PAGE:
New IPC implementation based on UNIX domain sockets
On Linux, Genode processes used to communicate via UDP-Sockets. So, any IPC
message could be addressed individually to a specific receiver without
establishing a connection beforehand. However, Genode was never designed to
work transparently over the network and UDP seems overkill for our
requirements. With this release, we tackled this fact by adapting the IPC
framework to use UNIX domain sockets.
The design uses two sockets per thread - client and server socket. The server
socket is used to receive requests from any client on 'Ipc_server::_wait' and
accessible as 'ep-<thread id>-server', just as the former UDP port. After
processing the request, the server replies to the requesting client and returns
to wait state. On 'Ipc_client::_call', the client socket is used to send the
request and receive the response.
This sounds trivial but marks an important step away from IPC istream and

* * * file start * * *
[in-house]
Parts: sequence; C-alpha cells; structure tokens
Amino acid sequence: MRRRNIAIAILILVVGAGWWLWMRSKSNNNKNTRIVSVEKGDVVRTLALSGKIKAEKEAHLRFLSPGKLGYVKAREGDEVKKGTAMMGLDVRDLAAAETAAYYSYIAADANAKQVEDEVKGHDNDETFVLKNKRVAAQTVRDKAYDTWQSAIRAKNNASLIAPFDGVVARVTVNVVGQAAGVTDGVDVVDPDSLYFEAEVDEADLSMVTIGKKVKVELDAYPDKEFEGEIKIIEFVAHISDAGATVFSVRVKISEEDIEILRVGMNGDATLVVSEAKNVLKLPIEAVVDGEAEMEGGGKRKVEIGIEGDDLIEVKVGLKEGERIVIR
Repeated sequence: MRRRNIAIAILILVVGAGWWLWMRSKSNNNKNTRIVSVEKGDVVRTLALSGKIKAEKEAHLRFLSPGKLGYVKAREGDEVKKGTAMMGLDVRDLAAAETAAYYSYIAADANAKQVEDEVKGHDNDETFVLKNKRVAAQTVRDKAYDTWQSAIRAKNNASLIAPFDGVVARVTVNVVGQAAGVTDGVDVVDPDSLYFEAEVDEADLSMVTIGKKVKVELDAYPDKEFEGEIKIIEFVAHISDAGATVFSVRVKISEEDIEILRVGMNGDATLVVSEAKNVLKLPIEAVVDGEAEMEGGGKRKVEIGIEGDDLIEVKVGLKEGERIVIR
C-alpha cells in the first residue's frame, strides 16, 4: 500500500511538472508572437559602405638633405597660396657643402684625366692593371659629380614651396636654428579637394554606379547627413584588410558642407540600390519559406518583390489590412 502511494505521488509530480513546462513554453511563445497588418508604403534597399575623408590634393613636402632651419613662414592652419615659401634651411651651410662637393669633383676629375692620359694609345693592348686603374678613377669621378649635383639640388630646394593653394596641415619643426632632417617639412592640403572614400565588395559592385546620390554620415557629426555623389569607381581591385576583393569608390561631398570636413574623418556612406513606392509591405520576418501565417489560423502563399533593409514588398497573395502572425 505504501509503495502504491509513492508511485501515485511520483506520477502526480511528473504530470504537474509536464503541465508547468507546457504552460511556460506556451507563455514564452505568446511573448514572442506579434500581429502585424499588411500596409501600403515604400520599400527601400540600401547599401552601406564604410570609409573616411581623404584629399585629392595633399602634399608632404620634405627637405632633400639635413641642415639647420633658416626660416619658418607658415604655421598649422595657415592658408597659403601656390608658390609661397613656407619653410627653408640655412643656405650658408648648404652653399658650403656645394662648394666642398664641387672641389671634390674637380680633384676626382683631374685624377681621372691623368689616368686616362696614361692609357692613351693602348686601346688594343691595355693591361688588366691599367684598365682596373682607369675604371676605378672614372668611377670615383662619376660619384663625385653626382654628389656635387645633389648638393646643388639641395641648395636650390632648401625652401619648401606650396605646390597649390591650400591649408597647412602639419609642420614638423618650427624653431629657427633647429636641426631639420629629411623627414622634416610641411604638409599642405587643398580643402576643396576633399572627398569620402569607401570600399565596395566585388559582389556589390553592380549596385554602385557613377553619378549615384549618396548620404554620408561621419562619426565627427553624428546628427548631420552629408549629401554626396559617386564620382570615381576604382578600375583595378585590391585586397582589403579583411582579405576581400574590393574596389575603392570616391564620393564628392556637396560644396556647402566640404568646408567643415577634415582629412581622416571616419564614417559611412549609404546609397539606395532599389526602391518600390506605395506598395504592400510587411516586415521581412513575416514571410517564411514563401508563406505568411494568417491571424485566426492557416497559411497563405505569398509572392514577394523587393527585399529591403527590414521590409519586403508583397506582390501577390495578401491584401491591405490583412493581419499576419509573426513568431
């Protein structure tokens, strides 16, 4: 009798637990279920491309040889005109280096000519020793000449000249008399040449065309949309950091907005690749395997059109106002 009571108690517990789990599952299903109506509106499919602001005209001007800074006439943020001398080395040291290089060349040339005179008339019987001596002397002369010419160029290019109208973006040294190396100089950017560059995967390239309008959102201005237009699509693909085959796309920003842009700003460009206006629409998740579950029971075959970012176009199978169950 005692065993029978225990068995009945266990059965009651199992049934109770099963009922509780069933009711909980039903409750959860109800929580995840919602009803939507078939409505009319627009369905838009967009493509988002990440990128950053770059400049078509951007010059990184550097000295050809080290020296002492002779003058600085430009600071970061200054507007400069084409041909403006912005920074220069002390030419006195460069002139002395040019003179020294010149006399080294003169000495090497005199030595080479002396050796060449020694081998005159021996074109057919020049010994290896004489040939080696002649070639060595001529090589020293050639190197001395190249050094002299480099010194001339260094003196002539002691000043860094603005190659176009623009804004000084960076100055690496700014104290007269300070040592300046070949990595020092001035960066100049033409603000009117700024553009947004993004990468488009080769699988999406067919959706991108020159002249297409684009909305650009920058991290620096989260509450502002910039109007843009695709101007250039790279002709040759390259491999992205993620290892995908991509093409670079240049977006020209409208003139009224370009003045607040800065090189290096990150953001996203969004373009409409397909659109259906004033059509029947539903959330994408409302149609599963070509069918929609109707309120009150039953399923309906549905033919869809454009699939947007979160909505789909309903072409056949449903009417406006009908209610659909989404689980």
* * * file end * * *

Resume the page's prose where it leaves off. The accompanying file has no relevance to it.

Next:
ostream based design to explicit handling of RPC client and server roles. Linux
(as well as other platforms) will benefit from this in planned future changes.
During the design, we also addressed two other issues:
Child processes in Linux inherit open file descriptors from their parents.
Therefore, children further down the Genode tree formerly had plenty of open
files. The current implementation uses the close-on-exec flag to advise the
Linux kernel to close the marked file descriptors before executing the new
program on 'execve()'.
Genode resources appeared in the file system just under '/tmp', e.g.,
dataspaces as 'ds-<user id>-<count>'. This always filled the global temp
directory with dozens of Genode-specific files. Now, Genode resources are
located in '/tmp/genode-<user id>'.
Support for manually managing local sub address spaces
On microkernel-based platforms, Genode provides a powerful mechanism to manage